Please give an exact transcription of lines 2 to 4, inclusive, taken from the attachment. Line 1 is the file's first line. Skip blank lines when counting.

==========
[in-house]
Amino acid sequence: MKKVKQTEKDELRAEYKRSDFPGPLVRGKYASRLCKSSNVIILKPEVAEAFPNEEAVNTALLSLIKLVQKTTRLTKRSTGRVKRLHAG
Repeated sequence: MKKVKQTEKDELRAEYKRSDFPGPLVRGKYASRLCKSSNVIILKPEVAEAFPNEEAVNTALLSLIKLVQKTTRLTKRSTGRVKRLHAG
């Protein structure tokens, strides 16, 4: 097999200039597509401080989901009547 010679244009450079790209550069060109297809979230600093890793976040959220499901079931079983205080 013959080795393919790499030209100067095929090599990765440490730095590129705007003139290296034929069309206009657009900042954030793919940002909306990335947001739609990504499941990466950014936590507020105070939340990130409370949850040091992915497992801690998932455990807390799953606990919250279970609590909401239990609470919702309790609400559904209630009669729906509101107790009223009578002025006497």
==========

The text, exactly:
Amino acid sequence: MKKVKQTEKDELRAEYKRSDFPGPLVRGKYASRLCKSSNVIILKPEVAEAFPNEEAVNTALLSLIKLVQKTTRLTKRSTGRVKRLHAG
Repeated sequence: MKKVKQTEKDELRAEYKRSDFPGPLVRGKYASRLCKSSNVIILKPEVAEAFPNEEAVNTALLSLIKLVQKTTRLTKRSTGRVKRLHAG
């Protein structure tokens, strides 16, 4: 097999200039597509401080989901009547 010679244009450079790209550069060109297809979230600093890793976040959220499901079931079983205080 013959080795393919790499030209100067095929090599990765440490730095590129705007003139290296034929069309206009657009900042954030793919940002909306990335947001739609990504499941990466950014936590507020105070939340990130409370949850040091992915497992801690998932455990807390799953606990919250279970609590909401239990609470919702309790609400559904209630009669729906509101107790009223009578002025006497």